Jump to content


Photo

Brick walls for an observatory?

  • Please log in to reply
34 replies to this topic

#26 mikey cee

mikey cee

    Cosmos

  • *****
  • Posts: 8203
  • Joined: 18 Jan 2007
  • Loc: bellevue ne.

Posted 07 February 2013 - 06:01 PM

Conctrete blocks that are 6"x8"x16" have some decorative faces on them. They are easier to lay and make a circular layout easier than 8" block. Plus the hollow cores help insulte against heated air. They don't have abilty to do the intricate designs around the faux pas windows etc. Fake brick panels look like *BLEEP* when it comes outside corner joints etc. etc. They also make concrete bricks that are solid but are cheaper than clay bricks. I really comes down to tradeoffs and higher labor costs. ;) Mike

#27 JJK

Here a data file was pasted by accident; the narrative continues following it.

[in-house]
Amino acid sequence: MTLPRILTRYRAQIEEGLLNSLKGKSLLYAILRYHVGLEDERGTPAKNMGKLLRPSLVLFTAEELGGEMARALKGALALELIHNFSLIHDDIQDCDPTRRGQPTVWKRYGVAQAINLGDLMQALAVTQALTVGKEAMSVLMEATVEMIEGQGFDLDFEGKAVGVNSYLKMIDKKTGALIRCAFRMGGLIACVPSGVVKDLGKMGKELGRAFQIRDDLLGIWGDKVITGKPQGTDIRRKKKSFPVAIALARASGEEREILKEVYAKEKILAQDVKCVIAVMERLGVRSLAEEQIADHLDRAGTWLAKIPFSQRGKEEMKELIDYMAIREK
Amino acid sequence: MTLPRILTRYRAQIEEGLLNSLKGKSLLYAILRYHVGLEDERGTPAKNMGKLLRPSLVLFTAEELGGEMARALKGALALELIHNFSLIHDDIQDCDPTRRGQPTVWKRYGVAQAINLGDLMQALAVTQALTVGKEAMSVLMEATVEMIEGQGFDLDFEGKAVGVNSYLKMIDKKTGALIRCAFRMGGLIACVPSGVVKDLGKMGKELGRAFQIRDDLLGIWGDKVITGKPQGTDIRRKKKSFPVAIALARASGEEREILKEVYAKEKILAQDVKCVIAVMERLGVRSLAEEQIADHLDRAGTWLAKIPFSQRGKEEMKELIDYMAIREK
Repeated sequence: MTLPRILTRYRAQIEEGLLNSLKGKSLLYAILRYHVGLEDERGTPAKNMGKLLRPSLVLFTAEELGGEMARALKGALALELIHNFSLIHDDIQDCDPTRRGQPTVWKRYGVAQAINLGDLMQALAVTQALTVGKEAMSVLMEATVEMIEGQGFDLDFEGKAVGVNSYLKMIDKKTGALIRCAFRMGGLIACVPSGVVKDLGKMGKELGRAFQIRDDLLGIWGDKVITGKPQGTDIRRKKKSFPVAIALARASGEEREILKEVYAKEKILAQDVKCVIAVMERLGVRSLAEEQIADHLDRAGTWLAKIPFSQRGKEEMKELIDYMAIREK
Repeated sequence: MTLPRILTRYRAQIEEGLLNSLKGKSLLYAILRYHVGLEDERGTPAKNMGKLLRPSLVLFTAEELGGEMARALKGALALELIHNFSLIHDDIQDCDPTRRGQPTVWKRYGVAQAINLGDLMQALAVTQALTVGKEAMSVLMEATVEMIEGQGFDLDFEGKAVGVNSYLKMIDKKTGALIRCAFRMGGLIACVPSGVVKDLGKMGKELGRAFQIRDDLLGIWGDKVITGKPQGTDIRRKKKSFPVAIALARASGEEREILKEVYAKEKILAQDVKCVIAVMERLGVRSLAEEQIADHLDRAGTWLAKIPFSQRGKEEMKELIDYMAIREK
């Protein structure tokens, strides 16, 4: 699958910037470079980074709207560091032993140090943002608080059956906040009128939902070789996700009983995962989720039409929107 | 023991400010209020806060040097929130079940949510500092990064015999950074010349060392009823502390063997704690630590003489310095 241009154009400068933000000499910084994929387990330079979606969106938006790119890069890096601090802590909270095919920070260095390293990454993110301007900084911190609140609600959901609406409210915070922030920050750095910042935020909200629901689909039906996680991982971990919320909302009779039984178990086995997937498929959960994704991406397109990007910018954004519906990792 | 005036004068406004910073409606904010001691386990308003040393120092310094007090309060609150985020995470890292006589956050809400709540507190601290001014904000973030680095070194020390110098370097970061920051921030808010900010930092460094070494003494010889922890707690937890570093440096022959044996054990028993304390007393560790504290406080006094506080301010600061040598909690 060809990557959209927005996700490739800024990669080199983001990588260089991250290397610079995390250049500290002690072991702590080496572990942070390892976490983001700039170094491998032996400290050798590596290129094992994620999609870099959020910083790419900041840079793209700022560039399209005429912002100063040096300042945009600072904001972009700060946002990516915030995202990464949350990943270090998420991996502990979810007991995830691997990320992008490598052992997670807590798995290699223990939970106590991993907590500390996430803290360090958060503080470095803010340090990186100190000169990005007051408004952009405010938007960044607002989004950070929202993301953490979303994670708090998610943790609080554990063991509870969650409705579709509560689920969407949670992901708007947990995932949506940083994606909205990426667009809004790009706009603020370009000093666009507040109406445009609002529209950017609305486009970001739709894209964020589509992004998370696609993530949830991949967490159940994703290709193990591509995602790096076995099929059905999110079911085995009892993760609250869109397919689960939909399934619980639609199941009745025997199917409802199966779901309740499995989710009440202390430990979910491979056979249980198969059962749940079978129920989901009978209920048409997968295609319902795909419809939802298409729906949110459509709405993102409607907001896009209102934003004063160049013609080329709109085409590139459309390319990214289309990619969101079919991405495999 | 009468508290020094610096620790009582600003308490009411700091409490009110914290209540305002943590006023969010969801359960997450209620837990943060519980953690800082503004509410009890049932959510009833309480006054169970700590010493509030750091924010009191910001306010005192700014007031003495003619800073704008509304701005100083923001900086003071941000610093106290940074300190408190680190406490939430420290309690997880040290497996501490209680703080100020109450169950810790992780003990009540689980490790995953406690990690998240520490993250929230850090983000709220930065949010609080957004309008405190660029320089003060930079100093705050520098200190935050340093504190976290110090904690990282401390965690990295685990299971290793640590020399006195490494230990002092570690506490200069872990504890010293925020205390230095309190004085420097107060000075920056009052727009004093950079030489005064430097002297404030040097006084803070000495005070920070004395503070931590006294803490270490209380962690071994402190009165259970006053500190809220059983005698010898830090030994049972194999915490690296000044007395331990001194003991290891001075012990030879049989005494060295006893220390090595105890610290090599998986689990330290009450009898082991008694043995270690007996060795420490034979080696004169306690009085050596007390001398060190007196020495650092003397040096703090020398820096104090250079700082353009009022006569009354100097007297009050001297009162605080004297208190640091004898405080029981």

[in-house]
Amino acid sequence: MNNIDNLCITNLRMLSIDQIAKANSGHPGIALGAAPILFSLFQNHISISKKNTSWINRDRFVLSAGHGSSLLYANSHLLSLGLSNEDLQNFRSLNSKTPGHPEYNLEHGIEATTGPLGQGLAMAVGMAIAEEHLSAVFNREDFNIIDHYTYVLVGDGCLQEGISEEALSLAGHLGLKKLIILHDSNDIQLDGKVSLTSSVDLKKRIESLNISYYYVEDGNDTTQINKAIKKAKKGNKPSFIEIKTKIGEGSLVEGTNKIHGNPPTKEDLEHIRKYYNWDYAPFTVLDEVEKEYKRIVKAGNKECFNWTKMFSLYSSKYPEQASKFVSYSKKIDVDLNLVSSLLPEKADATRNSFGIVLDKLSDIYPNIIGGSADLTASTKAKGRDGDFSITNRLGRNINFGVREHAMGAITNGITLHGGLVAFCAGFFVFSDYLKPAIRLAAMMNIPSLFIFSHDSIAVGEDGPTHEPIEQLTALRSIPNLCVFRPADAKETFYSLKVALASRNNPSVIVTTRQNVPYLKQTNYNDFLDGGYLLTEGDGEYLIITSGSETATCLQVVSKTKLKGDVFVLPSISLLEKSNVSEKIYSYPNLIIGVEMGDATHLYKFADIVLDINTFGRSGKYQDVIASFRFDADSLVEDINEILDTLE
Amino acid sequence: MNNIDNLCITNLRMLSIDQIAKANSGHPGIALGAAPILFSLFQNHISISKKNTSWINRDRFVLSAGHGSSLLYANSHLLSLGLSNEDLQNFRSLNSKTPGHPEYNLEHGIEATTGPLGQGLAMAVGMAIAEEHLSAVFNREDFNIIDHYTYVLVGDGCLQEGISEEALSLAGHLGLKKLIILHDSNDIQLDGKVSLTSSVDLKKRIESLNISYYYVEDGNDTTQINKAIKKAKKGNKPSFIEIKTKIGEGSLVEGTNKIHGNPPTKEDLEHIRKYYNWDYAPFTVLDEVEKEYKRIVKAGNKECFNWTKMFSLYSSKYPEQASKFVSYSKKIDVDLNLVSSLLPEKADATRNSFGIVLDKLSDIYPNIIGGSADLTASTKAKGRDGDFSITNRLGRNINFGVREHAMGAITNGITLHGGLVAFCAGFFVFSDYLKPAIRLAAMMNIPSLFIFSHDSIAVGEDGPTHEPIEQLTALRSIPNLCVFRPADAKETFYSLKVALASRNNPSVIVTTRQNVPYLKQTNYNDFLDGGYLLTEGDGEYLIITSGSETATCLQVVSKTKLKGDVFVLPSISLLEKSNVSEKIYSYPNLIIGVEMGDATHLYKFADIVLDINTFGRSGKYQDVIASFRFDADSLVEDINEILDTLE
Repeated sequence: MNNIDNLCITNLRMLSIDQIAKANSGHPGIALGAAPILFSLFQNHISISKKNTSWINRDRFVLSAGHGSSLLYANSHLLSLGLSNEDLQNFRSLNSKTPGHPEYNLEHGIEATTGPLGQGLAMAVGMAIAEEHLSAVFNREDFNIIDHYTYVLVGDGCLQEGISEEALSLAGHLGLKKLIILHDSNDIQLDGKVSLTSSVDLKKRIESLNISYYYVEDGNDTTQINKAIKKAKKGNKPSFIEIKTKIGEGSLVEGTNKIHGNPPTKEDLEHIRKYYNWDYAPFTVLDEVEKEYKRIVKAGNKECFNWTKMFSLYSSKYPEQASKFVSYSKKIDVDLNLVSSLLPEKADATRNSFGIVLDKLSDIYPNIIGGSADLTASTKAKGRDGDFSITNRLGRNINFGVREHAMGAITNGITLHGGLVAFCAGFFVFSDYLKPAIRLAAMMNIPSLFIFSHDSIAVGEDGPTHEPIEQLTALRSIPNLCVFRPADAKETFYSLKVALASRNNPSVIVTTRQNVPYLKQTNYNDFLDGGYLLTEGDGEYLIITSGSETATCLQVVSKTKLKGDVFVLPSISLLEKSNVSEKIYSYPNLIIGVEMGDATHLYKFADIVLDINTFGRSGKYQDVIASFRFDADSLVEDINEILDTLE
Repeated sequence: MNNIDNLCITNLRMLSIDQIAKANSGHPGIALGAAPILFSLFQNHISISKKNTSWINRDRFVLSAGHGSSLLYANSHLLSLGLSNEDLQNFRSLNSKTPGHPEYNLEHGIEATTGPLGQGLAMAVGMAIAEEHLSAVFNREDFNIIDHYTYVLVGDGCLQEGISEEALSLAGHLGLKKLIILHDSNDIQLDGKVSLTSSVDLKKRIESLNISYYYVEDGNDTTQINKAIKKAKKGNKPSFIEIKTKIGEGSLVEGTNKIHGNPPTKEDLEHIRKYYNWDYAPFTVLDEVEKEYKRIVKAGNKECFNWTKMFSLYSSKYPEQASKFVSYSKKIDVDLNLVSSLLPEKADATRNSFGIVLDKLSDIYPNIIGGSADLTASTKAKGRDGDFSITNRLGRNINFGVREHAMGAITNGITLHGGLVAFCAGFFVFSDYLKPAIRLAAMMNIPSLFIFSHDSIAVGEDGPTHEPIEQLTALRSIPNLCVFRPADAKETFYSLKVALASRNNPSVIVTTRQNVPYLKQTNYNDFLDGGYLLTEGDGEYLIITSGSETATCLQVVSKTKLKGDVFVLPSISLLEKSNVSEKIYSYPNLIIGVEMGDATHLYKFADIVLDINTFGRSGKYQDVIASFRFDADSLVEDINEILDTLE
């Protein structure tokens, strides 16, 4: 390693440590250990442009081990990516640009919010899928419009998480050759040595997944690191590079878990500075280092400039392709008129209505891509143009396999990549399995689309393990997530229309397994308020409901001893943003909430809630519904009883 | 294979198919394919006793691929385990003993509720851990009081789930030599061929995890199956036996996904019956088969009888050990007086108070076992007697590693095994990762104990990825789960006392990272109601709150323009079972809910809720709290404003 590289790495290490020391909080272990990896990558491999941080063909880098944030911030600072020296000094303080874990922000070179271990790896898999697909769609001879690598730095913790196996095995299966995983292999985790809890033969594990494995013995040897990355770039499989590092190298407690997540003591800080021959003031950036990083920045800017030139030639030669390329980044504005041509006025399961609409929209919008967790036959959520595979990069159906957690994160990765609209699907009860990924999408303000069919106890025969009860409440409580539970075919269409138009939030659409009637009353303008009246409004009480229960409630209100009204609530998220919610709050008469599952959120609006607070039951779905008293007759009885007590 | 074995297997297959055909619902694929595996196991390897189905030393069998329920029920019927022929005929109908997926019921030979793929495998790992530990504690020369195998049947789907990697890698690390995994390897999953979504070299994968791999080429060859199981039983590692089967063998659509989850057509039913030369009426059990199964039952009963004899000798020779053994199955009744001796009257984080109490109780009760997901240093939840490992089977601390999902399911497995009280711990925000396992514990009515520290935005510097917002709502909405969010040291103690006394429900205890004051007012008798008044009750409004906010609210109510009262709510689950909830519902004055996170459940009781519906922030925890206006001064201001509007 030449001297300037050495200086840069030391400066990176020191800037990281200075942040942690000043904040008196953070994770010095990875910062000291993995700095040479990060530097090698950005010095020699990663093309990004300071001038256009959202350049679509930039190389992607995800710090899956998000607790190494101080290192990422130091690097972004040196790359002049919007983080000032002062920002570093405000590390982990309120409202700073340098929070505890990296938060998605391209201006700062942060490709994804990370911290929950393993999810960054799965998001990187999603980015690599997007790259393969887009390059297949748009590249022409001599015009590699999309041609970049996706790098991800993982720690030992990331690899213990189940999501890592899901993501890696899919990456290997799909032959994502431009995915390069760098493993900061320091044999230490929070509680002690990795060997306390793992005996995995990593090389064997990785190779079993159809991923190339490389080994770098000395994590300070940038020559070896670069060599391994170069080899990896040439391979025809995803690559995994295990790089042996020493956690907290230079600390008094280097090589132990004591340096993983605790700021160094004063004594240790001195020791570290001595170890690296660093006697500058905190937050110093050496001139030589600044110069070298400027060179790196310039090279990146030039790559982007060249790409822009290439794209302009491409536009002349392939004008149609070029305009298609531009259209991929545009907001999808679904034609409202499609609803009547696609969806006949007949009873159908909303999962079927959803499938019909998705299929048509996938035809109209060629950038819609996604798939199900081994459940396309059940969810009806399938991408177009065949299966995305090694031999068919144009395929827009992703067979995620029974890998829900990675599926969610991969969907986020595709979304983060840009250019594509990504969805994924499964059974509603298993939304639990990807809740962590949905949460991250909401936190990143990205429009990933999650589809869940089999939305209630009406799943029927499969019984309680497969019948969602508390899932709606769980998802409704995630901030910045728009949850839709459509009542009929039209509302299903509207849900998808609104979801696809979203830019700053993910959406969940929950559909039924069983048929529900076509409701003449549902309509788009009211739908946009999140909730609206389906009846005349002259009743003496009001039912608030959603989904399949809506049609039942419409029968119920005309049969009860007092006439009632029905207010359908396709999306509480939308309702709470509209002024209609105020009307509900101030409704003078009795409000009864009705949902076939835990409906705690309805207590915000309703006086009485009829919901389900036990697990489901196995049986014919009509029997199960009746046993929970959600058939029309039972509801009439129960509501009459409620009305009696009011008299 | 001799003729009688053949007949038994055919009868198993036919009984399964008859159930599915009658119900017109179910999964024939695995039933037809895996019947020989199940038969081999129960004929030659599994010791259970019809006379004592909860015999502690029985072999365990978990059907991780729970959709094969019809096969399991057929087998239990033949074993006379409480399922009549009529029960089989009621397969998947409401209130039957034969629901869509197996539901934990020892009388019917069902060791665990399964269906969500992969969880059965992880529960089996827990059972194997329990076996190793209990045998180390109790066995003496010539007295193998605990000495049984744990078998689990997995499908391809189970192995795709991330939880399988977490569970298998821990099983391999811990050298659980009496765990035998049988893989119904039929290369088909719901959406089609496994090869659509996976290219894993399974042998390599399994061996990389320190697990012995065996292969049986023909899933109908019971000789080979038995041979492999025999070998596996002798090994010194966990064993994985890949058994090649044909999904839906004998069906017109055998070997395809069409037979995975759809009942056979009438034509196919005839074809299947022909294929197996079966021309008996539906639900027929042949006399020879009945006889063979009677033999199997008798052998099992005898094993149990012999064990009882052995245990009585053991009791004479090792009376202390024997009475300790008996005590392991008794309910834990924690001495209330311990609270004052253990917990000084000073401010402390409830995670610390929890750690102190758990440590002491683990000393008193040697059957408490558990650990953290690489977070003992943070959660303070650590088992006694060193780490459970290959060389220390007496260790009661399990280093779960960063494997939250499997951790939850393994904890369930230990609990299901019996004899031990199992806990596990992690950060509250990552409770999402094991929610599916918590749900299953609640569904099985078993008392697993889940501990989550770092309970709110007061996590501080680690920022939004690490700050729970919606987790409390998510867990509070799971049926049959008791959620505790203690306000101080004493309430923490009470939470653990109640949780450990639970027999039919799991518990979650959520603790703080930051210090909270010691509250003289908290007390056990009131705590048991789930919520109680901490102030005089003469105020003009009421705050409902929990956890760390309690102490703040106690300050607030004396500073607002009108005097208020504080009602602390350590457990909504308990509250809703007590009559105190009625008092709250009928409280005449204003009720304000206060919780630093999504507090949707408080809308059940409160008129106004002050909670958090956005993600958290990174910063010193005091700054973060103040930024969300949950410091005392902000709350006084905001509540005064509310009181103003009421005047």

JJK

    Vanguard

  • -----
  • Posts: 2085
  • Joined: 27 Apr 2008

Posted 07 February 2013 - 06:28 PM

This would certainly keep the inside wall of bricks cooler but the warm outside wall would cause a rising plume of warm air all around the observatory until they reached ambient temps, correct ? -Tim

If money wasn't an object (brick seems to be pretty expensive these days), I would think that you could build an airspace between two walls of bricks, to provide an air-space and insulate the inside from outside wall. I've seen late 1900's brick homes built this way.


That would be my guess, based on experience.

#28 JJK

JJK

    Vanguard

  • -----
  • Posts: 2085
  • Joined: 27 Apr 2008

Posted 07 February 2013 - 06:31 PM

One problem is that I don't know they export to Australia? And if we move it would most likely be overseas again. From the site it does look like they do kits though so I'll keep it in mind :)


Shipping to Australia would likely be high. However, a similar design would not be difficult to build by yourself.

#29 timwetherell

timwetherell

    Messenger

  • *****
  • Posts: 455
  • Joined: 03 Sep 2010
  • Loc: A Land Down Under

Posted 07 February 2013 - 06:57 PM